Four Russians Are Either Traitors To Their Country Or Pawns In A Putin Power Game

Russian President Vladimir Putin sunbathes during a 2017 vacation. Experts believe treason cases involving Russian hackers might be an effort by Putin to project power. ALEXEY NIKOLSKY/AFP/Getty Images

Four Russian hackers have been rotting away in a notorious prison for more than a year—and they are either traitors to their country for telling U.S. intelligence agencies about Russian meddling in last year's U.S. election or just pawns in a bizarre power game by President Vladimir Putin.

Almost nothing about the cases against Sergei Mikhailov, Dmitry Dokuchaev, Ruslan Stoyanov and Georgy Fomchenkov is known, except that all four are being held on charges of treason. Their lawyers won't talk about details of the cases, and even the legal papers haven't been made public. Newsweek spoke to one of the men's lawyers, and he wouldn't even confirm the name of his client, let alone whether he pleaded guilty or not guilty.

The trials are at the core of the Russian election-hacking scandal, which has roiled American politics since even before Election Day last year. But the cases also may reveal Putin's darkest political instincts. The Russian media, which are largely controlled by the Kremlin, say the men are spies. Others say they are pawns.

Then again, in Putin's Russia, they may be both at the same time.

This much is known: Mikhailov and Dokuchaev were officers in Russia's Federal Security Service, the notorious FSB. Fomchenkov is a cyberexpert who also worked for the security agency. And Stoyanov is a cyberexpert at Kaspersky Lab, a software company that the U.S. government believes allows Russian intelligence access to customers' computers and, according to Bloomberg, has been working closely with Russian agents.

Such pedigree puts the four men at the heart of Russia's meddling in the 2016 presidential election, which the U.S. intelligence community believes was orchestrated at the highest levels.

So why are they in prison?

The arrests came around the same time that the U.S. intelligence community reported on Russian meddling, specifically on how Democratic National Committee emails were stolen by hackers and published by WikiLeaks during the presidential campaign. No individual hackers were ever identified.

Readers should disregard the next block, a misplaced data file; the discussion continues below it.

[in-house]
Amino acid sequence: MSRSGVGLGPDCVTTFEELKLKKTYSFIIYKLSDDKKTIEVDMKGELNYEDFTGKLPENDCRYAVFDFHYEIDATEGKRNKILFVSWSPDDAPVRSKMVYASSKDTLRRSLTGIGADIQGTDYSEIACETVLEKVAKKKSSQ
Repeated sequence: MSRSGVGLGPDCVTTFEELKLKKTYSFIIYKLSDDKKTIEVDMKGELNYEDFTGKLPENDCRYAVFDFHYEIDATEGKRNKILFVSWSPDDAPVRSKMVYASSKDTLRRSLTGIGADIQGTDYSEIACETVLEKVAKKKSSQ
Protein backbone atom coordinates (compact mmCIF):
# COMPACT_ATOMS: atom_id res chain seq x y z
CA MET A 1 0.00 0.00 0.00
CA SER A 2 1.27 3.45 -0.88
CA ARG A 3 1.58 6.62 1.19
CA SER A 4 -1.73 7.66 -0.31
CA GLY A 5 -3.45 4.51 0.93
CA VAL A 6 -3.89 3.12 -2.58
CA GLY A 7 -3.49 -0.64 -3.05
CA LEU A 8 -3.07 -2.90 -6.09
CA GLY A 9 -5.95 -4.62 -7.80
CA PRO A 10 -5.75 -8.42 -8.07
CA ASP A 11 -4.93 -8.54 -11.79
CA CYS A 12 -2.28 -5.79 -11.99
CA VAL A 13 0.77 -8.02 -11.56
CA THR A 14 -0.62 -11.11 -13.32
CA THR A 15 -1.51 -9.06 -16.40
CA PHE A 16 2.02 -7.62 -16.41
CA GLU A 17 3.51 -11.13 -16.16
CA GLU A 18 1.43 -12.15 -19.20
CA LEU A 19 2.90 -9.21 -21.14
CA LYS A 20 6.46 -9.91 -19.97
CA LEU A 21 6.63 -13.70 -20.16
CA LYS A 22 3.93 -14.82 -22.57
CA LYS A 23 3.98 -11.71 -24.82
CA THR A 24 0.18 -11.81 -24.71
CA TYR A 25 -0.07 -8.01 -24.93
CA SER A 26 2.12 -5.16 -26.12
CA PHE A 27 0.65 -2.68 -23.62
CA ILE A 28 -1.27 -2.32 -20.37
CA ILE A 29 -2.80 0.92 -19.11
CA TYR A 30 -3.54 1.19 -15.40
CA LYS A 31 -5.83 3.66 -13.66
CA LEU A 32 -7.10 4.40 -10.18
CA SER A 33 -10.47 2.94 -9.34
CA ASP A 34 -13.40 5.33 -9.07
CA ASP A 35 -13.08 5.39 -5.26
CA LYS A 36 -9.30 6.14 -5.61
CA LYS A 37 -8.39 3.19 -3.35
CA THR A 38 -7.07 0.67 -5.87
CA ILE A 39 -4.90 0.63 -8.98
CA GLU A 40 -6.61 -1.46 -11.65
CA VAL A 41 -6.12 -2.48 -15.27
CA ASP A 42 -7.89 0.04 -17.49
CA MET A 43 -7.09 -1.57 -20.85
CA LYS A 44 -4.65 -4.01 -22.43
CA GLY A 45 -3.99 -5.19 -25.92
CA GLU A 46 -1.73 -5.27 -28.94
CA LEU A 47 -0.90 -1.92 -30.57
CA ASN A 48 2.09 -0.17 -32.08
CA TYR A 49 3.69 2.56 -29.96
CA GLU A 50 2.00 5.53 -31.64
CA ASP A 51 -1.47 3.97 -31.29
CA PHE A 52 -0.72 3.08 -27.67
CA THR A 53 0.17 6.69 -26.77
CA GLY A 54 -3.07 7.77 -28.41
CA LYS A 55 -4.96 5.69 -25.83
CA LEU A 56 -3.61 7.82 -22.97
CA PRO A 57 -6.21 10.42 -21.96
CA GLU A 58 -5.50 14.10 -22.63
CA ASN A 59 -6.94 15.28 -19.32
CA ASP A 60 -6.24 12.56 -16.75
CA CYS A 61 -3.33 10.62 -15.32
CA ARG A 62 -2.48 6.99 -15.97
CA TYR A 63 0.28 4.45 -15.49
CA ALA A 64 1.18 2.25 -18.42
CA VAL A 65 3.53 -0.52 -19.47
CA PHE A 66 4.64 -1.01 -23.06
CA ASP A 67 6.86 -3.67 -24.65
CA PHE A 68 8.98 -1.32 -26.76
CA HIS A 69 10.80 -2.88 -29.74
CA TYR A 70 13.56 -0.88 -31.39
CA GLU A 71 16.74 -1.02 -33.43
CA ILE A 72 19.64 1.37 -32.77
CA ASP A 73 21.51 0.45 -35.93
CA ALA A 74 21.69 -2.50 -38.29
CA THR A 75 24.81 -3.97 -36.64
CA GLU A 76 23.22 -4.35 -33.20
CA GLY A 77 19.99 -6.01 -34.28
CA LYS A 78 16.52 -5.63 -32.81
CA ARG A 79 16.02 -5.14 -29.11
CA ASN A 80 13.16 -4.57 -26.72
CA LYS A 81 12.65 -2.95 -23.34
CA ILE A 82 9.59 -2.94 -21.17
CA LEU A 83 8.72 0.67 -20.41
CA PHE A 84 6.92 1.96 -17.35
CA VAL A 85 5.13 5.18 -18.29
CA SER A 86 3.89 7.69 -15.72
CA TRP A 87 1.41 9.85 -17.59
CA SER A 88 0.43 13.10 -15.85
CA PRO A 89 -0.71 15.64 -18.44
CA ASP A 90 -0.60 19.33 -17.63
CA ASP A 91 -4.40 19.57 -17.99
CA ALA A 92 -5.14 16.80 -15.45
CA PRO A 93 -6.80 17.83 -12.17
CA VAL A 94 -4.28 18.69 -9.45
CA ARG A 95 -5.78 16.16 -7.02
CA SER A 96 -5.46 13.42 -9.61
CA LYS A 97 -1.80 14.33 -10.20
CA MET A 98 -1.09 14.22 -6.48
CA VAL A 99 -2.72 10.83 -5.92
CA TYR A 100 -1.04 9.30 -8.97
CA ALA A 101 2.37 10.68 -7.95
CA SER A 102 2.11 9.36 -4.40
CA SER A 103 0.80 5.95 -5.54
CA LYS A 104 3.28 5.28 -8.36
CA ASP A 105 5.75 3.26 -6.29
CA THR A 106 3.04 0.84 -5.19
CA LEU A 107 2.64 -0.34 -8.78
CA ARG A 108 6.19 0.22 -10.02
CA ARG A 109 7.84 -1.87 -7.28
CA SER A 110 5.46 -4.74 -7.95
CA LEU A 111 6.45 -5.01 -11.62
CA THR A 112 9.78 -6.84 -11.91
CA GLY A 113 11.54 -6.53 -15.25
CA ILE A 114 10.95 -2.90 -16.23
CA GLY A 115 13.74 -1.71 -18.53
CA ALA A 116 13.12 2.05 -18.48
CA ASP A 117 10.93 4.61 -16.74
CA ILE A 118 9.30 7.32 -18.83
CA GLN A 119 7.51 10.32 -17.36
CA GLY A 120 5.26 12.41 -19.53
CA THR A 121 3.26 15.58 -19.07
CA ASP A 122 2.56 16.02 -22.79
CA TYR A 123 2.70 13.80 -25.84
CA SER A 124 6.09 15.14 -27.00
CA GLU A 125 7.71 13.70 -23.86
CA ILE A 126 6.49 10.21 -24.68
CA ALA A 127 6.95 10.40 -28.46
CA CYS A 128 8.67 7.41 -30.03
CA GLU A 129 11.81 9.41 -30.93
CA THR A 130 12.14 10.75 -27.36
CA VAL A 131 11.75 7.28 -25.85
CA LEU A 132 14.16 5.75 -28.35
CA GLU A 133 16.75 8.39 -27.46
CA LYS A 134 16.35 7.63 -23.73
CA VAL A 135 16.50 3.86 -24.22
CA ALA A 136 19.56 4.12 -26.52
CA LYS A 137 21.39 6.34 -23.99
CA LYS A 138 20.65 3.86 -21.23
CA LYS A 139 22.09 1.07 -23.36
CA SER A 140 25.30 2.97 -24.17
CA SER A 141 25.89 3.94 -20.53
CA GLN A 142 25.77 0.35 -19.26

Then, in January, the arrests of the four men were made public in Russia, prompting rumors that they were connected to the hacking. But if Putin was behind the hacking, why would he imprison the hackers?

A possible answer came this month, when a Russian media outlet, The Bell, reported that the four men may have confirmed Russia's role in the hacking to U.S. intelligence.

Citing two sources, the website reported that "the men passed the information about last year's Russian attacks on the Democratic National Committee." But that Bell report doesn't necessarily ring true.

Experts familiar with Russian intelligence practices are skeptical of the claims that the men had worked with U.S. intelligence, given Russia's past history of privately handling potential spies and not using the courts, even ones veiled in secrecy.

"In my experience, over years and years they rarely catch spies and deal with them in that sort of open legal way," said John Sipher, a former CIA operative who ran the agency's Russia program for several years.

And, worse for Putin, putting spies on trial and leaking details to the press makes it more difficult to recruit future hackers, which the Russian government reportedly does through handlers.

But then again, putting spies on trial and leaking details to the press allows Putin to flaunt his power.

"He definitely wants his population to realize that he's important on the world stage, that he's powerful, and that he can control what happens in the United States," Sipher said. "They could be trying to deflect from something that obviously is more covert and more real, whereas this stuff is already out there."